My four-month-old daughter is sleeping, so, in belated celebration of Global Accessibility Awareness Day, I thought I would describe our experience with her fourth Glaucoma surgery from an accessibility point of view.
Before I get started, let me say that I think Phoenix Children’s Hospital always treats my daughter very well and provides her with excellent care. I also believe the staff at the hospital do the best they know how to make the experience as accessible and pleasant as possible.
Allison, Allyssa and I arrived at Phoenix Children’s Hospital one hour before Allyssa’s scheduled surgery start time of noon. As we have done with previous surgeries, we contacted the hospital’s Language Services department to request accessible, electronic copies of Allyssa’s discharge instructions and medical records. As has been the case for previous surgeries, we agreed to receive a secured email containing the discharge instructions prior to leaving the hospital, followed by the remaining records tomorrow.
In order to check our daughter in for surgery, I initialed and signed several pieces of paper, including consent, financial responsibility and health insurance documents, without fully reading their contents. The person at the front desk simply provided me a one- or two-sentence summary of each document. There wasn’t enough time to fully read each piece of paper.
A screen in the waiting room displayed the status of Allyssa’s surgery, without any alternative means of independently obtaining the same information.
When our daughter had recovered sufficiently to be discharged, an initial miscommunication almost resulted in our failure to receive the promised accessible instructions. It was difficult for the nurses to understand why we were insisting we could not simply wait until tomorrow to receive our discharge instructions from medical records. Advocacy and awkward conversations with supervisors were required in order to make sure we received the same instructions regularly afforded sighted patients without incident.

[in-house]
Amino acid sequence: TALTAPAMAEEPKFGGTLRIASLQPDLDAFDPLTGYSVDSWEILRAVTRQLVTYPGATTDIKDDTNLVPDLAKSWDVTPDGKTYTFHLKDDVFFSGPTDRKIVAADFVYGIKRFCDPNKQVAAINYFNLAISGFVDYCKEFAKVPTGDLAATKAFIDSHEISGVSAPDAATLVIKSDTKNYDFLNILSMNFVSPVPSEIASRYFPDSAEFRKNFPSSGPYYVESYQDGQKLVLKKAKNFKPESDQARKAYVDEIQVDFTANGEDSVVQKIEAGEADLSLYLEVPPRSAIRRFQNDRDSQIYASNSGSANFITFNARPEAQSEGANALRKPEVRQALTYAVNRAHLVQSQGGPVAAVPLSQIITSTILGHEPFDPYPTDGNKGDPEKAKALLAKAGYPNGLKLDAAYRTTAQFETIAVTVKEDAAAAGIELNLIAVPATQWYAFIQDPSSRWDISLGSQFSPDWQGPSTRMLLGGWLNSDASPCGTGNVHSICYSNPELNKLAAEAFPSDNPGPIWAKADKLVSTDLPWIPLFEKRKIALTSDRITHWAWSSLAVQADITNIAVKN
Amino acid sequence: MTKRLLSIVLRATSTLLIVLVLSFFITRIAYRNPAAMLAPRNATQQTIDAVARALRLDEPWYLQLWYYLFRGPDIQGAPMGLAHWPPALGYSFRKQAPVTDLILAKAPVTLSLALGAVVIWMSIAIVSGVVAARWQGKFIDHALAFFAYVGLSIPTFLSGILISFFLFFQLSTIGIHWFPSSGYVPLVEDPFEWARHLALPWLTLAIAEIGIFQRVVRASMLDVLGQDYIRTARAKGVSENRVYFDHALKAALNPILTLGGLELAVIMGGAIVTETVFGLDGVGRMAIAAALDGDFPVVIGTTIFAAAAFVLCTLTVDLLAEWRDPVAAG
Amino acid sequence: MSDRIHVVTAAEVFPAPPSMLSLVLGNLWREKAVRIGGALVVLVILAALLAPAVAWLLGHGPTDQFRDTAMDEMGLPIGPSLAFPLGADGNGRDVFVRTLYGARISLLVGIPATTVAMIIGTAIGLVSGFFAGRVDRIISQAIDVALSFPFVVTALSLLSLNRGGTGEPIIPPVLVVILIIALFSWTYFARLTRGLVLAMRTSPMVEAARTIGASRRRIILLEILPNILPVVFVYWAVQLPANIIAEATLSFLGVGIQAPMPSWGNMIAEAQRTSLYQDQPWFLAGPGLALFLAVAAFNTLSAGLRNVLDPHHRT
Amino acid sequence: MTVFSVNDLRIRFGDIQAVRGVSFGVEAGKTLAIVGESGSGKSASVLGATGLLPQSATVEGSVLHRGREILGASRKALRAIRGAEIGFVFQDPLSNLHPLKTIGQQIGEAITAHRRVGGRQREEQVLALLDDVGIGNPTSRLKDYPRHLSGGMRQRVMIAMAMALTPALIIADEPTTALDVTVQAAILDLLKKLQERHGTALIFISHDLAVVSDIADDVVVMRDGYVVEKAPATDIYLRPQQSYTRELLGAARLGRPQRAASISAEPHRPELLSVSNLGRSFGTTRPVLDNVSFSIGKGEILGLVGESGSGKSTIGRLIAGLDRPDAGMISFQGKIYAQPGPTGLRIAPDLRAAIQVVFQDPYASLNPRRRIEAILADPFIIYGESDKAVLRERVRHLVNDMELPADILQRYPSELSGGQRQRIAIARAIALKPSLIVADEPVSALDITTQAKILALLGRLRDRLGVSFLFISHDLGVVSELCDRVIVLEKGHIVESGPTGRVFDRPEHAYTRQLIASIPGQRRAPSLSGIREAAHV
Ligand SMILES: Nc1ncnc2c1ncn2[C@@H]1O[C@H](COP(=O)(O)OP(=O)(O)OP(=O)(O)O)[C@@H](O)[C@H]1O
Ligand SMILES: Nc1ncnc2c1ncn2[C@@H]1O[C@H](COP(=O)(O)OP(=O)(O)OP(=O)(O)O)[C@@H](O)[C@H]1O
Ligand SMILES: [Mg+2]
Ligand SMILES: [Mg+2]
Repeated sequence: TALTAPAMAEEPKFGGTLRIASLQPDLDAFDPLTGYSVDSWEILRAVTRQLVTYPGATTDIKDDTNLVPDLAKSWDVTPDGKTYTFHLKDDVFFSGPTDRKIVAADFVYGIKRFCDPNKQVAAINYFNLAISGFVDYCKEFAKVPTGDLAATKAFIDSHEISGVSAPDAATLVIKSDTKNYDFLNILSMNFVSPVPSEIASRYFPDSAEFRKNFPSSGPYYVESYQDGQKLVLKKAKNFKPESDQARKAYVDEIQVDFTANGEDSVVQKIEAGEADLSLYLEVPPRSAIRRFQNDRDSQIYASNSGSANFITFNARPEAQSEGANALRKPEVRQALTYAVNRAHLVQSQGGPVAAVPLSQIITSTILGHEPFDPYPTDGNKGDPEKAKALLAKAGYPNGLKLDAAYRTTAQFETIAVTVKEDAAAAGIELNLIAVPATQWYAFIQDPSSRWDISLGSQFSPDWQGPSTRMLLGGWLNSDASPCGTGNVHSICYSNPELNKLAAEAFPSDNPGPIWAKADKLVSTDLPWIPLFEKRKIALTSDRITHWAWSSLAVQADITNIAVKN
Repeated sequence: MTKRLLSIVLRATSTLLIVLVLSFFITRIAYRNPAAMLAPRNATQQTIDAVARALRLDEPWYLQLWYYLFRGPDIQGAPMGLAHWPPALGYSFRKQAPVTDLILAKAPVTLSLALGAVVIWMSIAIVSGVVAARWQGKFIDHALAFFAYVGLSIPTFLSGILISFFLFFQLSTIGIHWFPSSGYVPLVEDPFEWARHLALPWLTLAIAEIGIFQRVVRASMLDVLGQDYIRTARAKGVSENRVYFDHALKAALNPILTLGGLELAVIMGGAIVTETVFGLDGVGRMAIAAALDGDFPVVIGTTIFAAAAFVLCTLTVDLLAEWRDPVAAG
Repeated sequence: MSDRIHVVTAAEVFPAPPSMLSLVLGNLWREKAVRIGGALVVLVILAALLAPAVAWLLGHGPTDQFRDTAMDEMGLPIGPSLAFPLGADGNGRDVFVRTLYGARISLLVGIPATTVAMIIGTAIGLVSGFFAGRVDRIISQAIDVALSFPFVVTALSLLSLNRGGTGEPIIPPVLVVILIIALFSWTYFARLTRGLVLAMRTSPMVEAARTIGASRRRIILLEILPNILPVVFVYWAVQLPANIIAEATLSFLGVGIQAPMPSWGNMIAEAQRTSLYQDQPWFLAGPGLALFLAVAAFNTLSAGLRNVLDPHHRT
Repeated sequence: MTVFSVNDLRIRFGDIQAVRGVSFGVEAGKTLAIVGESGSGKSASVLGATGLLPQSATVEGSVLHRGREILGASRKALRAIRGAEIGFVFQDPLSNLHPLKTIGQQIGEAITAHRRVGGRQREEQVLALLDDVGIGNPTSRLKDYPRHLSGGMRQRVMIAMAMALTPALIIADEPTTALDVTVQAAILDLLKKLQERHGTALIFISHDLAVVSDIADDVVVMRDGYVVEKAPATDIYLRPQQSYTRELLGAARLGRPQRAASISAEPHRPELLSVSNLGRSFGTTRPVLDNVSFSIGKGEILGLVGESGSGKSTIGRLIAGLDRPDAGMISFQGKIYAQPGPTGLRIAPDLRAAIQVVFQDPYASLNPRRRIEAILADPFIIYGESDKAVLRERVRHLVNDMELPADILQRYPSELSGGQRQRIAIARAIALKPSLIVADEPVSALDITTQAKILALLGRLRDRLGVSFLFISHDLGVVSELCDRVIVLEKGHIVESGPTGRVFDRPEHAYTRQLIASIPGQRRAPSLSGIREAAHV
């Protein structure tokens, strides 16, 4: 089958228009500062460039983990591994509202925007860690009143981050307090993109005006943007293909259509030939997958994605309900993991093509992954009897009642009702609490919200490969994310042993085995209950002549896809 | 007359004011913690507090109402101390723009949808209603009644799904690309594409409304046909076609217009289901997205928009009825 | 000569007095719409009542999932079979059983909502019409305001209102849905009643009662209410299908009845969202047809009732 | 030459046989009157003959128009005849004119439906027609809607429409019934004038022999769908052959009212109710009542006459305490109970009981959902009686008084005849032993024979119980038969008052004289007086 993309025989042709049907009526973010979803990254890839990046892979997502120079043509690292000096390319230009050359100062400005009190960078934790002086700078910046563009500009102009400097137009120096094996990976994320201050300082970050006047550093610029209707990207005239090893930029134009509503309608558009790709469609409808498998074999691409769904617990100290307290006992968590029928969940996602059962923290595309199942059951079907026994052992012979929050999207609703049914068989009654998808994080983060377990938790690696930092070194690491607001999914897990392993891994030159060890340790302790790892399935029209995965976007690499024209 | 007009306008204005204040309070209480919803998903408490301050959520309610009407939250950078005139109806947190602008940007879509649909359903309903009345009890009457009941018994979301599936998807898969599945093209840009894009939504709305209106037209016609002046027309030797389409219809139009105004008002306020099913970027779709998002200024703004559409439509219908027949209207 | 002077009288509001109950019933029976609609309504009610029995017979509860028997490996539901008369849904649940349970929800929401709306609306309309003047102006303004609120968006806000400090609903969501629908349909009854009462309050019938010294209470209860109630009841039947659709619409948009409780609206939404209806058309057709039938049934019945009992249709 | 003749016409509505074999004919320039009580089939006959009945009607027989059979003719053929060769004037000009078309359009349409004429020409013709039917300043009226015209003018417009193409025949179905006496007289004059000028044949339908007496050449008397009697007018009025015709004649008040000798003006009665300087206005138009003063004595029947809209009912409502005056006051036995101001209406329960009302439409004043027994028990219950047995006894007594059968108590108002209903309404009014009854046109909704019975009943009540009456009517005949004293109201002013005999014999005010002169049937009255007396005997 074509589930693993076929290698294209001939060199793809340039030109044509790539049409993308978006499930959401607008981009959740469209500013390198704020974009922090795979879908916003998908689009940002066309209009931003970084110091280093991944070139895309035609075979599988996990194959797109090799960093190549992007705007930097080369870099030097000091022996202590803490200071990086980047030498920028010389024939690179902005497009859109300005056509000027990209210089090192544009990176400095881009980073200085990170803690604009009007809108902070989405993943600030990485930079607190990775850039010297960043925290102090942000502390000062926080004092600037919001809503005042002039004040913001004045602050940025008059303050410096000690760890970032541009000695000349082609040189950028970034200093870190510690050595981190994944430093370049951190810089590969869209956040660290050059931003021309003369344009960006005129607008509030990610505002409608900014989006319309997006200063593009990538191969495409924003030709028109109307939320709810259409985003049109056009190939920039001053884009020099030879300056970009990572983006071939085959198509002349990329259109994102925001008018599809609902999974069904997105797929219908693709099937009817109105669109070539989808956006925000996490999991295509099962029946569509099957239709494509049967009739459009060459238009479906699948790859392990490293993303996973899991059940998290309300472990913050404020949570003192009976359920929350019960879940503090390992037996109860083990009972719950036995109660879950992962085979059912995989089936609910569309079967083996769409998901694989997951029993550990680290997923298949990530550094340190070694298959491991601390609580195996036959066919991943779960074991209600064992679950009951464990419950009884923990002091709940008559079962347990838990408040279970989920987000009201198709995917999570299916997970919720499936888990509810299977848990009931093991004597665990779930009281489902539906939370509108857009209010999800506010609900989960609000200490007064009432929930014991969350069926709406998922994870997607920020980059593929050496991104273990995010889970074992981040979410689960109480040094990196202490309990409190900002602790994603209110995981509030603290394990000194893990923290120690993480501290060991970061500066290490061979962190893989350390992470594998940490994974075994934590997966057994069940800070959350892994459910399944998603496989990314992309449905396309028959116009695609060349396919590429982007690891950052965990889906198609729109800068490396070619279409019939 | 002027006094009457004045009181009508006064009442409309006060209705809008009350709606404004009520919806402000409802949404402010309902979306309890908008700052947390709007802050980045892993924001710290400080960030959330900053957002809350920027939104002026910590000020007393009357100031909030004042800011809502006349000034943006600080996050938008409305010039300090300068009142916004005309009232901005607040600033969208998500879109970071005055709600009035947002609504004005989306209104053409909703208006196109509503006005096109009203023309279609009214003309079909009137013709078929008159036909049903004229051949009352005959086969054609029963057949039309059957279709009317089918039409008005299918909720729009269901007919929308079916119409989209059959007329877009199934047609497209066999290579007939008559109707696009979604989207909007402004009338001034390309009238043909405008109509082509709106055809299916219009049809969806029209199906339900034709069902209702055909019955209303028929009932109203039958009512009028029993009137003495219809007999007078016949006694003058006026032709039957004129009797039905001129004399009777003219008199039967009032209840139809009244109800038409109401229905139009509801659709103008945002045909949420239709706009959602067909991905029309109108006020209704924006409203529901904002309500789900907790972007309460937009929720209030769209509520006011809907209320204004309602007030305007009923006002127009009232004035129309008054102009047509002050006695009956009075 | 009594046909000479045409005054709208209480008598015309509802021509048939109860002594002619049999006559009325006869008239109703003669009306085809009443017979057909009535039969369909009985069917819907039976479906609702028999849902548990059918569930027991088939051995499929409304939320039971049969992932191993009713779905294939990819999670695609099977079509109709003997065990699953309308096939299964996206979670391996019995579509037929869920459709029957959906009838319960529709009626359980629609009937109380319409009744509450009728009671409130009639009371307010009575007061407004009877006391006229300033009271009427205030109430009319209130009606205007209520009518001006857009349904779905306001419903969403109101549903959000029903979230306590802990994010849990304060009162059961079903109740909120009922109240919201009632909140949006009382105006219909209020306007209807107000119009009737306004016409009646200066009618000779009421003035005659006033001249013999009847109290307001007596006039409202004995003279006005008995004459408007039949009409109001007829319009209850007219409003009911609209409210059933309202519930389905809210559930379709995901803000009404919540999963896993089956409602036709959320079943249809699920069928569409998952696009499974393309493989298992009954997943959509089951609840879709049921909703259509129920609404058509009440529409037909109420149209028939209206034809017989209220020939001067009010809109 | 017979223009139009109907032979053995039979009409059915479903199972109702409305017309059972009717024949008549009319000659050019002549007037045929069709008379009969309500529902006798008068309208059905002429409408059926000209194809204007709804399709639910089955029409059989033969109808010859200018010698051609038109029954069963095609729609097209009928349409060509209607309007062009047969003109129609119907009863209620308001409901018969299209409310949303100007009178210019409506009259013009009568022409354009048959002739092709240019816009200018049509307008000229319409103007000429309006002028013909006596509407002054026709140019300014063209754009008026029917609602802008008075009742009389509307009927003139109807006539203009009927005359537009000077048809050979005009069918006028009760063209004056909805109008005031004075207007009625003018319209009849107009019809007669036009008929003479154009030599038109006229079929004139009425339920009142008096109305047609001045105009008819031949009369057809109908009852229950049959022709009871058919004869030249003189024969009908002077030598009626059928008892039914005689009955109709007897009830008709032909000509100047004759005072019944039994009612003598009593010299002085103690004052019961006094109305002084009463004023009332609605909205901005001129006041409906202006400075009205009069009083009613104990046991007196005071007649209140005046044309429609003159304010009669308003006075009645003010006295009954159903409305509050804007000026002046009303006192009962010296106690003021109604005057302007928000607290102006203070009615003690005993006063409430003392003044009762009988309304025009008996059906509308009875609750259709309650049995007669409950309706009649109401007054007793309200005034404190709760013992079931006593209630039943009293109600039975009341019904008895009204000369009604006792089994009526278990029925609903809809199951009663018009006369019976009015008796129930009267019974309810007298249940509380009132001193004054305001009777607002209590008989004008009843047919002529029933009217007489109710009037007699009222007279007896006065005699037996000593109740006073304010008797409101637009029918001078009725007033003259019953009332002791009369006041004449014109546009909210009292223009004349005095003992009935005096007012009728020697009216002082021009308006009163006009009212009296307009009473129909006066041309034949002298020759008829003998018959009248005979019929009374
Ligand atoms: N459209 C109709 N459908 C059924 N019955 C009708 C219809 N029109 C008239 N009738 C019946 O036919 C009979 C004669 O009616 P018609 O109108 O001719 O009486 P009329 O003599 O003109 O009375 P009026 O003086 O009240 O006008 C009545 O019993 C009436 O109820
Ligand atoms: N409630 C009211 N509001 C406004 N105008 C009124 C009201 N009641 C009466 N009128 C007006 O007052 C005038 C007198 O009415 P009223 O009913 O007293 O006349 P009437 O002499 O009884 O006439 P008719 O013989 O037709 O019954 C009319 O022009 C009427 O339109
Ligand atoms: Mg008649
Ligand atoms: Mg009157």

In this case, everything turned out fine. No service was denied, Allyssa recovered without incident and we went home with accessible, easy-to-read follow-up care information.
So, you may ask, why am I bothering to write about this incident if, in the scheme of all things inaccessible, this situation enjoyed a happy ending? I am doing so to point out the difference between accommodation and accessibility, and to suggest ways of implementing realistic solutions that value and serve the needs of everyone, including people with disabilities.
As things stand right now, when Phoenix Children’s Hospital receives an accessibility request like ours, it is handled through the Language Services department as an accommodation, similar to situations where a translator is needed in order to help someone who does not understand English. In that framework, my requests for universal accessibility are met with shrugs, because I appear to be asking for nothing less than a perpetual universal translator to automatically convert all printed materials into Braille on the fly. Obviously, I am not requesting such an unrealistic solution, but my inability to successfully communicate this fact to those who may be able to change things for the better means overall accessibility for all patients remains at a standstill.
So, now that we know what’s not wanted, what would represent a better solution that embraces true accessibility, rather than just slapping on another Band-Aid?
I am asking Phoenix Children’s Hospital to make the following changes in order to improve the accessibility of their services for everyone:
- Insure all the hospital’s websites, including bill pay and patient portal, meet internationally-recognized accessibility standards such as WAI-ARIA and WCAG and undergo regular user-acceptance testing by a diverse group of stakeholders for ongoing accessibility.
- Insure the secure email system is being operated by a vendor with a deliberate, publicly stated commitment to accessibility.
- Implement techniques to create or generate all PDF documents in ways that meet Web Content Accessibility Guidelines (WCAG).
- Provide accessible display screens and kiosks, or supply similarly proactive alternatives, such as smart phone apps and text messages, that work for everyone, including people with disabilities.
- Enact clear policies and procedures for positively and proactively handling accessibility requests from employees, patients and the general public as appropriate.
- Train staff to value accessibility and understand the difference between it and reasonably accommodating a request for a service such as language translation.